By Susan Bady. While the opportunity to grab market share in big metros abounds, the competition has become fierce -- too fierce for some. Mid-size builders looking for unclaimed ground find there are other ways to make a housing splash. Smaller cities like Raleigh, N.C., Nashville, Tenn., and Austin, Tex., still hold promise for those who find the competition in top markets a bit too intense. Lucrative niches, they're discovering, do exist in the land that big builders forgot.
Take, for example, the Pocono Mountain region in Pennsylvania. A new rail line is under construction that will bring commuters from the Poconos to Manhattan in about 55 minutes. This will attract buyers from New York City and northern New Jersey, where the economy is well-established and diverse. "The job market isn't dependent on one industry or another, and we like that," says Kyle Upper, director of acquisitions for Orleans Homebuilders, which is located in Bensalem, Pa.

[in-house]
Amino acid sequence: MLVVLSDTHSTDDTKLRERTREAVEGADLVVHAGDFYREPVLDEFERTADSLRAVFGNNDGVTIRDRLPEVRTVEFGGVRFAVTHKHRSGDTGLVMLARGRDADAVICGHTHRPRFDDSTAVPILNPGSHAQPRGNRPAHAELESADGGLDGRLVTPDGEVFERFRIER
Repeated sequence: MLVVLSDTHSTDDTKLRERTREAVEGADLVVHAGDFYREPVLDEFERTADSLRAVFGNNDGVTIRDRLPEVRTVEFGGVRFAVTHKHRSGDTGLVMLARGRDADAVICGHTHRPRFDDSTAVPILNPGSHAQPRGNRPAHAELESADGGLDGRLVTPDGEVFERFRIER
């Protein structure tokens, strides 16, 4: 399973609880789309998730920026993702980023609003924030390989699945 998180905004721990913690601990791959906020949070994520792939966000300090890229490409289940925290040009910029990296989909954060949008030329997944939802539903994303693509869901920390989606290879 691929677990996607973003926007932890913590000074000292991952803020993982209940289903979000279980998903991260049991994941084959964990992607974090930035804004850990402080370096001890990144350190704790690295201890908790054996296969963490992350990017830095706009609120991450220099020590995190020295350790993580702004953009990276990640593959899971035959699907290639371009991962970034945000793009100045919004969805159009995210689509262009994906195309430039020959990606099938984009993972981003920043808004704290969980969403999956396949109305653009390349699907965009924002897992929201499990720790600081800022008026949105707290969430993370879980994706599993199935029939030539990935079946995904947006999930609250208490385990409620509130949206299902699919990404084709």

Orleans looks hard at location as well as the source of employment. "Move-up buyers are our primary customers, so we need to know where people are going to work and how they're going to get there," Upper says.
Eric Belsky, executive director of Harvard's Joint Center for Housing Studies, says some niches may be surprising. "When people think of New York City, they don't typically think of building going on in Pennsylvania as part of that big economic engine. But unless you're a local builder, a lot of opportunities will be in places that may not be that close [to cities]."
In some parts of the country, people are leaving high-cost areas for cities like Bakersfield, Calif., Richmond, Va., and Boise, Idaho, where those with transferable skills, such as teachers and construction workers, can easily find employment. And it isn't just couples with young children who are migrating. Empty-nesters, too, are selling their existing homes, pocketing a profit, and buying the house where they intend to spend their retirement years, generally in a more affordable area.